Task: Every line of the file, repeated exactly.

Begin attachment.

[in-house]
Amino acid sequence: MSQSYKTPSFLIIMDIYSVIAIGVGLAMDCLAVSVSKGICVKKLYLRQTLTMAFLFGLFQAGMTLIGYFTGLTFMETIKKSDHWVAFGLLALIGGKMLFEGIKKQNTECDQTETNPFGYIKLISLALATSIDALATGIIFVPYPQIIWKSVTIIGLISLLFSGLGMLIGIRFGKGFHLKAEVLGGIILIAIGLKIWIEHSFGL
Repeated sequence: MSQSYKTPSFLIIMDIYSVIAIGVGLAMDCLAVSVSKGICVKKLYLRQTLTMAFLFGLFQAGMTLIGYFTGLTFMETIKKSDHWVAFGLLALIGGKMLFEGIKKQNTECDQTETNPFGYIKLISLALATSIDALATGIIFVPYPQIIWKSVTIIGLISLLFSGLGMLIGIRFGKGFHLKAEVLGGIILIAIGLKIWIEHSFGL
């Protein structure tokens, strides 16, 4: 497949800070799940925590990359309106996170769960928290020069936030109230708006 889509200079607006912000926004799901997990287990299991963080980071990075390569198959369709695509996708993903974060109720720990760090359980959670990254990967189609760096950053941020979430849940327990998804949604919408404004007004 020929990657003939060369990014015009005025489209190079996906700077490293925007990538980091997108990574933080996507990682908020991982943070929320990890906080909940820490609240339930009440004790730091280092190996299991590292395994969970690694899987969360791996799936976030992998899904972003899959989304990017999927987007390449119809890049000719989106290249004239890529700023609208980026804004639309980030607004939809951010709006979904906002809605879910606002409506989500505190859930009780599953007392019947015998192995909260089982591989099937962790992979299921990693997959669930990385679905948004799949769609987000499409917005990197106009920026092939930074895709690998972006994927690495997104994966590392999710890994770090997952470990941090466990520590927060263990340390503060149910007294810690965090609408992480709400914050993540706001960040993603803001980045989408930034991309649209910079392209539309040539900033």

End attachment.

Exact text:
[in-house]
Amino acid sequence: MSQSYKTPSFLIIMDIYSVIAIGVGLAMDCLAVSVSKGICVKKLYLRQTLTMAFLFGLFQAGMTLIGYFTGLTFMETIKKSDHWVAFGLLALIGGKMLFEGIKKQNTECDQTETNPFGYIKLISLALATSIDALATGIIFVPYPQIIWKSVTIIGLISLLFSGLGMLIGIRFGKGFHLKAEVLGGIILIAIGLKIWIEHSFGL
Repeated sequence: MSQSYKTPSFLIIMDIYSVIAIGVGLAMDCLAVSVSKGICVKKLYLRQTLTMAFLFGLFQAGMTLIGYFTGLTFMETIKKSDHWVAFGLLALIGGKMLFEGIKKQNTECDQTETNPFGYIKLISLALATSIDALATGIIFVPYPQIIWKSVTIIGLISLLFSGLGMLIGIRFGKGFHLKAEVLGGIILIAIGLKIWIEHSFGL
């Protein structure tokens, strides 16, 4: 497949800070799940925590990359309106996170769960928290020069936030109230708006 889509200079607006912000926004799901997990287990299991963080980071990075390569198959369709695509996708993903974060109720720990760090359980959670990254990967189609760096950053941020979430849940327990998804949604919408404004007004 020929990657003939060369990014015009005025489209190079996906700077490293925007990538980091997108990574933080996507990682908020991982943070929320990890906080909940820490609240339930009440004790730091280092190996299991590292395994969970690694899987969360791996799936976030992998899904972003899959989304990017999927987007390449119809890049000719989106290249004239890529700023609208980026804004639309980030607004939809951010709006979904906002809605879910606002409506989500505190859930009780599953007392019947015998192995909260089982591989099937962790992979299921990693997959669930990385679905948004799949769609987000499409917005990197106009920026092939930074895709690998972006994927690495997104994966590392999710890994770090997952470990941090466990520590927060263990340390503060149910007294810690965090609408992480709400914050993540706001960040993603803001980045989408930034991309649209910079392209539309040539900033």